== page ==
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Is a WW2 lorry a commercial vehicle?


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Hello

Bit if a strange one this so bear with me! We are in the process of buying a new home in Somerset and part of the land out the back of our potential new property has been sold and a house is being built, we knew this already.

The problem is the owner/builder is trying to get an  injunction to stop us crossing his land to get to the back of our property, the original sales agreement clearly said we have right to access.

he's saying the vehicle is a commercial vehicle and is breaking the terms of the agreement?

My truck is a 1941 Austin K2 GS lorry, 80yrs old in 2021, does 15mpg and around 45mph flat out, how on earth can it be a commercial vehicle!!

just wondering if anyone has experienced anything like this with their military machines or have any advice?

Solicitors are involved but sadly they don't really know much about classic vehicles

Thanks for any advice in advance

Regards Colin

Edited by Dorset HQ
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It wouldn't be a commercial vehicle per se, only if you were using it for commerce. It would probably be considered to be a Private Heavy Goods Vehicle in the eyes of the law..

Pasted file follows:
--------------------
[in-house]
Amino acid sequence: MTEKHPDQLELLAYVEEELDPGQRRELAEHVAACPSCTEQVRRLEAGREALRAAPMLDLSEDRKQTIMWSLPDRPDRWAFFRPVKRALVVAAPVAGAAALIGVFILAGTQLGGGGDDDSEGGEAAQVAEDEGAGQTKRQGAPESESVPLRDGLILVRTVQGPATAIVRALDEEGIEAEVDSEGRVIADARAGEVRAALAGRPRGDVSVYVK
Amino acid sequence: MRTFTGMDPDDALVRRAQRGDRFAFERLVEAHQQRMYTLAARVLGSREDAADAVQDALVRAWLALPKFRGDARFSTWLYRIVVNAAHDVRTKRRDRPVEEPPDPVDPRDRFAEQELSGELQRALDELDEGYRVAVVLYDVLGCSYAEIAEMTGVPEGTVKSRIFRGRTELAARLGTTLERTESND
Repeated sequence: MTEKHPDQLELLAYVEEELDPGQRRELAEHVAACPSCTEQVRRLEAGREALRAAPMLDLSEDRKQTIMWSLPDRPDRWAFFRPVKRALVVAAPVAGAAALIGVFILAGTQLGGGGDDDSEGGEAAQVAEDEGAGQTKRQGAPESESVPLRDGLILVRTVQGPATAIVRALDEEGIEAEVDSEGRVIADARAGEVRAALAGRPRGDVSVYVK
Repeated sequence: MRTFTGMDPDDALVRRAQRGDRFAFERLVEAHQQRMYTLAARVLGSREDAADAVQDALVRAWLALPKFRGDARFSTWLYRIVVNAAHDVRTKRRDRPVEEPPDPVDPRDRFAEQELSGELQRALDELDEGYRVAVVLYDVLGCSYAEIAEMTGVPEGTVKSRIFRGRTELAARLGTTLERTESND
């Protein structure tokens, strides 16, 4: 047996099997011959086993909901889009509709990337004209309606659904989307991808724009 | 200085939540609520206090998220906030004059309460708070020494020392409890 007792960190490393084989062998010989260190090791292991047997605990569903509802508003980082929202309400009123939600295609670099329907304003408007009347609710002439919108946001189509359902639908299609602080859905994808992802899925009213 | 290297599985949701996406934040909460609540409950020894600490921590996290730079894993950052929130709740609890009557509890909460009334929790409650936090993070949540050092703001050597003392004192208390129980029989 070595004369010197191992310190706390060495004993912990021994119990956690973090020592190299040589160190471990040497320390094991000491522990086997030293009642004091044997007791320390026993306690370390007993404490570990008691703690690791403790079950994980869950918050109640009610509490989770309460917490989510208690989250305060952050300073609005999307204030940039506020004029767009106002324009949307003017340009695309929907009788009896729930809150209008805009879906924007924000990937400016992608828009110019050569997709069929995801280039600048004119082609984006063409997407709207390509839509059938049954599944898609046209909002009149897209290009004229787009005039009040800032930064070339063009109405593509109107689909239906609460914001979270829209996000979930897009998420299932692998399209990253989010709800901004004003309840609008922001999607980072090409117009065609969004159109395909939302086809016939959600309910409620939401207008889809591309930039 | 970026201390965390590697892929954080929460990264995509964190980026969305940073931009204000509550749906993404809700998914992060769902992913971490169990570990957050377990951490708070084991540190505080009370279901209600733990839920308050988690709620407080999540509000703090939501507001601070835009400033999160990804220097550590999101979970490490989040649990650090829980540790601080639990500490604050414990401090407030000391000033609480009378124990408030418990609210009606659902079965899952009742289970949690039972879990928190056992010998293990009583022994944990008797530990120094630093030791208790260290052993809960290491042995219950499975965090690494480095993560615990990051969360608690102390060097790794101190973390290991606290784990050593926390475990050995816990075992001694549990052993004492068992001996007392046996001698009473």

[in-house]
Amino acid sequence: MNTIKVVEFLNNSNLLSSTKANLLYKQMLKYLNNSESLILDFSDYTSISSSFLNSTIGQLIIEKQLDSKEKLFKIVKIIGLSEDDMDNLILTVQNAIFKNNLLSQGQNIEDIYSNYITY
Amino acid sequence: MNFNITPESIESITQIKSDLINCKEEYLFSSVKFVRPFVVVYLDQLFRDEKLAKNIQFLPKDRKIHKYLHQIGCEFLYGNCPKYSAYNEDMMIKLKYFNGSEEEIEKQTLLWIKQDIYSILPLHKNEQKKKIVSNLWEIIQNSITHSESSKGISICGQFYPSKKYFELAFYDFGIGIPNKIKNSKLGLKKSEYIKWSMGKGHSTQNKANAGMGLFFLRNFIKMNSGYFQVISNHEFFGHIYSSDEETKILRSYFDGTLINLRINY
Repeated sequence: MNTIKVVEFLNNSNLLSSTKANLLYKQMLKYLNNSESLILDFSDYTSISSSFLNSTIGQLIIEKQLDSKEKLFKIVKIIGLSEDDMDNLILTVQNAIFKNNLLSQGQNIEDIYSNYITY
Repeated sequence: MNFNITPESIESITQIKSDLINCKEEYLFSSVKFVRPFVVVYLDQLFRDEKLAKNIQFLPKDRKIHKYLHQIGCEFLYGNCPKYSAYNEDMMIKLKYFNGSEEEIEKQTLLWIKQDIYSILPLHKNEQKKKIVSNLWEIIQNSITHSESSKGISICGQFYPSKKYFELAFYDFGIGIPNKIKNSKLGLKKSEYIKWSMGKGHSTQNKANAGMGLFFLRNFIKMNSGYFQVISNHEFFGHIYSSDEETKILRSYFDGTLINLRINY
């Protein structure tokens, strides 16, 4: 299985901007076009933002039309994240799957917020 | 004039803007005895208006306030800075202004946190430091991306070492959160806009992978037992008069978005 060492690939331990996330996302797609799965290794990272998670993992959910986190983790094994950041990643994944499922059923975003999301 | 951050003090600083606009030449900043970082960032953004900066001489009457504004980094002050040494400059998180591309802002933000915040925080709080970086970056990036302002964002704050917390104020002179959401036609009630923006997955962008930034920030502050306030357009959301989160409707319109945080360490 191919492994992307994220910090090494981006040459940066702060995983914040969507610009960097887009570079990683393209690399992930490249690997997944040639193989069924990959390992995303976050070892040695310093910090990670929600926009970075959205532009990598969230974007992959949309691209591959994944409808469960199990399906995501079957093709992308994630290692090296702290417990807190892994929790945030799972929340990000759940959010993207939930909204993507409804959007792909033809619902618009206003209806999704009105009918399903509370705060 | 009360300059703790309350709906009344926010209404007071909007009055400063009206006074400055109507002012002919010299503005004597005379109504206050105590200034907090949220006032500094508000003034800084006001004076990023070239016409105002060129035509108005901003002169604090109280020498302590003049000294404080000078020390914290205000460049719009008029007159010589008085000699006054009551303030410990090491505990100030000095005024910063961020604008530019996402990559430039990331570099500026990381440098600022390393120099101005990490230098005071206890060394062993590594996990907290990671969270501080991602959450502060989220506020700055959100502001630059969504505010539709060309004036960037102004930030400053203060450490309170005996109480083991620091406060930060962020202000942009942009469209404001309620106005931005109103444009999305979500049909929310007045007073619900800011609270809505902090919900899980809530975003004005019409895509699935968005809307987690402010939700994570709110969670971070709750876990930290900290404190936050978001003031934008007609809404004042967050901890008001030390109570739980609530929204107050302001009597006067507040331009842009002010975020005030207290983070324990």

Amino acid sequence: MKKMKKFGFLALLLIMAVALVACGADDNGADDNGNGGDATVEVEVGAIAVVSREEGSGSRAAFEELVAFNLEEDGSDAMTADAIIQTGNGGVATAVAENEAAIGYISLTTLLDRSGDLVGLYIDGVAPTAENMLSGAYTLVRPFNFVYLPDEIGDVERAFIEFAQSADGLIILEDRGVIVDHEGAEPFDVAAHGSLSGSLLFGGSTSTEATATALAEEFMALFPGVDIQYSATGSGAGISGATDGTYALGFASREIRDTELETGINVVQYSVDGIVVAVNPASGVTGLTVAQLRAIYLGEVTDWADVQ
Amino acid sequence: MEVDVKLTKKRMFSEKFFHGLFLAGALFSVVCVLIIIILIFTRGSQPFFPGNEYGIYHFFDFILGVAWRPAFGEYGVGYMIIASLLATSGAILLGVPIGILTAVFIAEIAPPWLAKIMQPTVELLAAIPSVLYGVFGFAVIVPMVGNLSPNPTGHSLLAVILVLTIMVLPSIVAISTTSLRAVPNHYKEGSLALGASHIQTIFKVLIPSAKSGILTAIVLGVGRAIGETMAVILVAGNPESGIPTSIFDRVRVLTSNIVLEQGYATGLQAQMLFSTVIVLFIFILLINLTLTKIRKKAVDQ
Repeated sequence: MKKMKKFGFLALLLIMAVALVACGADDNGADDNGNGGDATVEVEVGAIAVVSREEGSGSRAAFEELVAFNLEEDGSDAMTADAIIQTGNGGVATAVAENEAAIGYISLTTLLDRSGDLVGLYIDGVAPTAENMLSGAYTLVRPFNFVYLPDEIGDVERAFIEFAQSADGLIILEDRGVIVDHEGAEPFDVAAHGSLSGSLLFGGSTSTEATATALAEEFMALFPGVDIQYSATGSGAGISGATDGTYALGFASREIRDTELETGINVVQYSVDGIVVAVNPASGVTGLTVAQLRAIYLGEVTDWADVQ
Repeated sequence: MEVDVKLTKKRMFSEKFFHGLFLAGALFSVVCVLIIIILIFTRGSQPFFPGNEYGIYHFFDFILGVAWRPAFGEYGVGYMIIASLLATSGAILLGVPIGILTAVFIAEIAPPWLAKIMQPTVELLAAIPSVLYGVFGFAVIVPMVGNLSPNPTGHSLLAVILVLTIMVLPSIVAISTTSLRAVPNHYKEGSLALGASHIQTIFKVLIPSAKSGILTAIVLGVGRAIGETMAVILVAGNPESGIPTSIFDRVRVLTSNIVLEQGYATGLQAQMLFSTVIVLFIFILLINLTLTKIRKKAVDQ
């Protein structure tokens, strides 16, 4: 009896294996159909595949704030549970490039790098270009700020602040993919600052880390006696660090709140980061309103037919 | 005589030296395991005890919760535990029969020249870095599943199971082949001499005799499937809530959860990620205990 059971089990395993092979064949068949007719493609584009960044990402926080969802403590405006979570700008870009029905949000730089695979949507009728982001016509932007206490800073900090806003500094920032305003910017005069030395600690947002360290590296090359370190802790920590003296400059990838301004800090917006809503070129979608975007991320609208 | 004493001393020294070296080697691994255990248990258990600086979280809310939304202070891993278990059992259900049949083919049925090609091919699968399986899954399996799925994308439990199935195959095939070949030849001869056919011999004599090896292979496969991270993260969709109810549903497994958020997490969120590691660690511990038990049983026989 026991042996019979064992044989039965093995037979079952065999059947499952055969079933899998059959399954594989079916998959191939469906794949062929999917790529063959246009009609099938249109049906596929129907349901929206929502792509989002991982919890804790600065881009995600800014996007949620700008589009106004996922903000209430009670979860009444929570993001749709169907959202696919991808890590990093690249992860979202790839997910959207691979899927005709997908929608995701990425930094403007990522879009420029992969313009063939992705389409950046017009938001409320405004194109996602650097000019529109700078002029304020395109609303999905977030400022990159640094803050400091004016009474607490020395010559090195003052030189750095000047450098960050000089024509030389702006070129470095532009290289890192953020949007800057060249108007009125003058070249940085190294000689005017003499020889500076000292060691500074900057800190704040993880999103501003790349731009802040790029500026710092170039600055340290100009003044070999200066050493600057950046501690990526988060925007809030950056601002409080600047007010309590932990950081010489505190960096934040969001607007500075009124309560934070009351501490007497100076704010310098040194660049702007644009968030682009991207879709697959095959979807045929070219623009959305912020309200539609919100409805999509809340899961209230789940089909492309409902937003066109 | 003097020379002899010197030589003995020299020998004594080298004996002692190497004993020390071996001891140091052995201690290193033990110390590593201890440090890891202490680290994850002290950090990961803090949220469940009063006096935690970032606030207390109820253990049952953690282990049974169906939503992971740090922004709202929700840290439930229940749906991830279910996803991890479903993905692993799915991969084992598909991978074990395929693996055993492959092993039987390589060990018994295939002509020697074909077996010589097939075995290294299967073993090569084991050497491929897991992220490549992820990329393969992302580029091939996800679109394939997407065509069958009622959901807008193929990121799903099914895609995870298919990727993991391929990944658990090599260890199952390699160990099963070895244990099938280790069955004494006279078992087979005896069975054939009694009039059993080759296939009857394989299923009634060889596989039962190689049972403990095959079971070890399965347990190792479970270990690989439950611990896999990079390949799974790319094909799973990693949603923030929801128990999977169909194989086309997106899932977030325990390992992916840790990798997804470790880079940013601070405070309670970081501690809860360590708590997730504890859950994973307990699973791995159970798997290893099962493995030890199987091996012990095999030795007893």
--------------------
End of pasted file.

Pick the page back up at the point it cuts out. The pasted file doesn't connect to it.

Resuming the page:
The outcome and the legal situation would depend entirely on the wording of whatever agreement he is trying to enforce, I would think.

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31 minutes ago, utt61 said:

It wouldn't be a commercial vehicle per se, only if you were using it for commerce. It would probably be considered to be a Private Heavy Goods Vehicle in the eyes of the law..

The outcome and the legal situation would depend entirely on the wording of whatever agreement he is trying to enforce, I would think.

Thank you☺the log book clearly says Historical vehicle so I guess I'll have to let the solicitors fight it out?